Liberia's Johnson Sirleaf wins $5m Mo Ibrahim leadership prize

Johnson Sirleaf attends a Reuters interview ahead of the World Trade Organization Summit in capital Nairobi

Johnson Sirleaf attends a Reuters interview ahead of the World Trade Organization Summit in capital Nairobi

In their citation, the prize committee commended her "exceptional and transformative leadership" in leading the recovery efforts, strengthening democratic institutions and improving human rights.

Former Liberian president Ellen Johnson Sirleaf has become the first woman to win a coveted $5m prize for African leadership.

The committee works independently to select the victor.

Throughout her two terms in office, she worked tirelessly on behalf of the people of Liberia.

"Such a journey can not be without some shortcomings, and today Liberia continues to face many challenges", he said.

Sirleaf is the fifth victor of the US$5 million prize since Mozambique's former President Joaquim Chissano was first awarded the prize in 2007.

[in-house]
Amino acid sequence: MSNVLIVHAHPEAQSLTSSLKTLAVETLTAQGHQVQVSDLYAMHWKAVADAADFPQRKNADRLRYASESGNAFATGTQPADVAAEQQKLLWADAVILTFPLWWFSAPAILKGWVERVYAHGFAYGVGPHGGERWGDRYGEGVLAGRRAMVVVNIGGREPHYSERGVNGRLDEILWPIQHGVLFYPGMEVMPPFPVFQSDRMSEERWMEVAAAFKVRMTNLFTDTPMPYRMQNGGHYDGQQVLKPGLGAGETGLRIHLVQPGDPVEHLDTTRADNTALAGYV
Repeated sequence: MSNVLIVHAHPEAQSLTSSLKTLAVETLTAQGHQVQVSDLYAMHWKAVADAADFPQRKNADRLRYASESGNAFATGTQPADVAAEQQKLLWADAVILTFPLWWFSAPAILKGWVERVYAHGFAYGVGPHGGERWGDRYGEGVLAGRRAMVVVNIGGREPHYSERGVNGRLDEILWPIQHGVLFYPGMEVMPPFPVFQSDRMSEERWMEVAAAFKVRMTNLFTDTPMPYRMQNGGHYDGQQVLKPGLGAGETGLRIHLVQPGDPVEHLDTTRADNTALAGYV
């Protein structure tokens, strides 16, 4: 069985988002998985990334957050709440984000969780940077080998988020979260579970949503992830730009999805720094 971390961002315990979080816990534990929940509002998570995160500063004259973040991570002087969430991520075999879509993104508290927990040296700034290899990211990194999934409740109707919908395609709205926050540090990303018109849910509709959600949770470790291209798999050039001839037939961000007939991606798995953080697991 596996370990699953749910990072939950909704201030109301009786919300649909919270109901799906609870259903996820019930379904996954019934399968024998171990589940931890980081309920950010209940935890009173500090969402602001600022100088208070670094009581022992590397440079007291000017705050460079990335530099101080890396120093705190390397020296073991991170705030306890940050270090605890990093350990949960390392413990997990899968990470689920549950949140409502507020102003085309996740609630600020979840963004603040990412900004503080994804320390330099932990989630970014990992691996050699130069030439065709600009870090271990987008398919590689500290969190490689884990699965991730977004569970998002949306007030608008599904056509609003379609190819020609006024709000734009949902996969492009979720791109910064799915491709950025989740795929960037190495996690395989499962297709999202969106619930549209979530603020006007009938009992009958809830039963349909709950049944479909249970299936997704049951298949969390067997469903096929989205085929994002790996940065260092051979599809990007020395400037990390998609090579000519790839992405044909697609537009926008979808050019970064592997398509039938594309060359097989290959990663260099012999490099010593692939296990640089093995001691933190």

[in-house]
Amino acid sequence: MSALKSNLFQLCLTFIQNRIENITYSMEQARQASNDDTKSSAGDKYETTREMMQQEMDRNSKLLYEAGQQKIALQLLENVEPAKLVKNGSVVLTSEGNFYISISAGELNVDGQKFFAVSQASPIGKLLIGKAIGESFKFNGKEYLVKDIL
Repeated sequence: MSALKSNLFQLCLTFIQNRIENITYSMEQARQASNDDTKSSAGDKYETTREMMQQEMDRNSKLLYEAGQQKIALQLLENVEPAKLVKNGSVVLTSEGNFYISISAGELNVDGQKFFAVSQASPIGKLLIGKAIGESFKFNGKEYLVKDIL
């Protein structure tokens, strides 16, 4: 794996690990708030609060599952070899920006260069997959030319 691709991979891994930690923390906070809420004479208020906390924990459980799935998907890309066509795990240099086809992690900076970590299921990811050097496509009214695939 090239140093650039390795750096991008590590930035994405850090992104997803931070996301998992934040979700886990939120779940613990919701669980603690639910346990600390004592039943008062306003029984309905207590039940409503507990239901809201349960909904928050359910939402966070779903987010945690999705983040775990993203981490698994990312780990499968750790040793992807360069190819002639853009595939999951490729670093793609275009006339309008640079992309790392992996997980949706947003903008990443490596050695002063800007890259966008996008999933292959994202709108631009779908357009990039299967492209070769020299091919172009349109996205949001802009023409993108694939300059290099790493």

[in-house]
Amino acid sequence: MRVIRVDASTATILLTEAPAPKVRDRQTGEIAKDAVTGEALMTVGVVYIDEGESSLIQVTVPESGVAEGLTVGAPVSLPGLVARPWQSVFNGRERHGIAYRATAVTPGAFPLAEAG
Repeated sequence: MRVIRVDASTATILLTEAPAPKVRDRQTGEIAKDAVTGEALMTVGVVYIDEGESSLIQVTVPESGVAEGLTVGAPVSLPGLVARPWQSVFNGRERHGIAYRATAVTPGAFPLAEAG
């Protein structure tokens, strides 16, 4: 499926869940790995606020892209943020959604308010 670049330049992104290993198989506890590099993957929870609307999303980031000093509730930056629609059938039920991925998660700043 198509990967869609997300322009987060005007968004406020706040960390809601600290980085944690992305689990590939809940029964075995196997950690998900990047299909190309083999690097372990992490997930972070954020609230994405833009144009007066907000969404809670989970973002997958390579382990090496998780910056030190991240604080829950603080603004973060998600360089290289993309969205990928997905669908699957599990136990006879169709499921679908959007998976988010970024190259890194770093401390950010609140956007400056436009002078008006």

The prize committee admitted that Liberia was the only country on the continent that showed improvement in every category and sub-category of the Ibrahim Index of African Governance.

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Ellen Johnson Sirleaf awarded $5m Ibrahim African leadership prize

Johnson-Sirleaf left office previous year, and was replaced by President George Weah, a former footballer.

Sirleaf is a 2011 Nobel Peace Prize victor and Africa's first elected woman president.

Named for its creator, the British-Sudanese BT engineer turned telecommunications billionaire Mo Ibrahim, the prize carries an award of $5m paid out over 10 years and then $200,000 each year for the rest of the winner's life.

The prize committee admitted that while Ms Sirleaf was accused of tolerating corruption, she had shown exceptional leadership in hard circumstances.

Mrs Sirleaf, who stepped down last month, became Africa's first elected female president in 2006. Pedro Pires of Cape Verde won in 2011, and Hifikipunye Pohamba of Namibia took the award in 2014.

"The candidates for the Ibrahim Prize are all former African executive heads of state or government who have left office during the last three calendar years, having been democratically elected and served their constitutionally mandated term", the Mo Ibrahim website indicates.

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